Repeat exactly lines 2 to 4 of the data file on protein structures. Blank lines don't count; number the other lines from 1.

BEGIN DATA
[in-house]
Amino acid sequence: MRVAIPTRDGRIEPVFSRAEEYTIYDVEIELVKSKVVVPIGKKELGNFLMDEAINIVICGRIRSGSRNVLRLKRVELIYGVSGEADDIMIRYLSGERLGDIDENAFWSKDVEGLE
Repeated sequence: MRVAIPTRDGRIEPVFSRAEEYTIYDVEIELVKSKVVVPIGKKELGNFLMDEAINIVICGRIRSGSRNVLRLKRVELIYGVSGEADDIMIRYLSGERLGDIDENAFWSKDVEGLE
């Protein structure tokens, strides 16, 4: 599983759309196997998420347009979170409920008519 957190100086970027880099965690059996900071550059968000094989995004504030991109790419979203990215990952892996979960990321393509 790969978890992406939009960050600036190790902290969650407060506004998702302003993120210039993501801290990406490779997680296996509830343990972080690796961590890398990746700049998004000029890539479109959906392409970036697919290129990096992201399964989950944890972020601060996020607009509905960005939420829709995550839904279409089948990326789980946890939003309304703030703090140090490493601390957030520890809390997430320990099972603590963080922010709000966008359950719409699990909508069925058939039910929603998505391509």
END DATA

Amino acid sequence: MRVAIPTRDGRIEPVFSRAEEYTIYDVEIELVKSKVVVPIGKKELGNFLMDEAINIVICGRIRSGSRNVLRLKRVELIYGVSGEADDIMIRYLSGERLGDIDENAFWSKDVEGLE
Repeated sequence: MRVAIPTRDGRIEPVFSRAEEYTIYDVEIELVKSKVVVPIGKKELGNFLMDEAINIVICGRIRSGSRNVLRLKRVELIYGVSGEADDIMIRYLSGERLGDIDENAFWSKDVEGLE
């Protein structure tokens, strides 16, 4: 599983759309196997998420347009979170409920008519 957190100086970027880099965690059996900071550059968000094989995004504030991109790419979203990215990952892996979960990321393509 790969978890992406939009960050600036190790902290969650407060506004998702302003993120210039993501801290990406490779997680296996509830343990972080690796961590890398990746700049998004000029890539479109959906392409970036697919290129990096992201399964989950944890972020601060996020607009509905960005939420829709995550839904279409089948990326789980946890939003309304703030703090140090490493601390957030520890809390997430320990099972603590963080922010709000966008359950719409699990909508069925058939039910929603998505391509």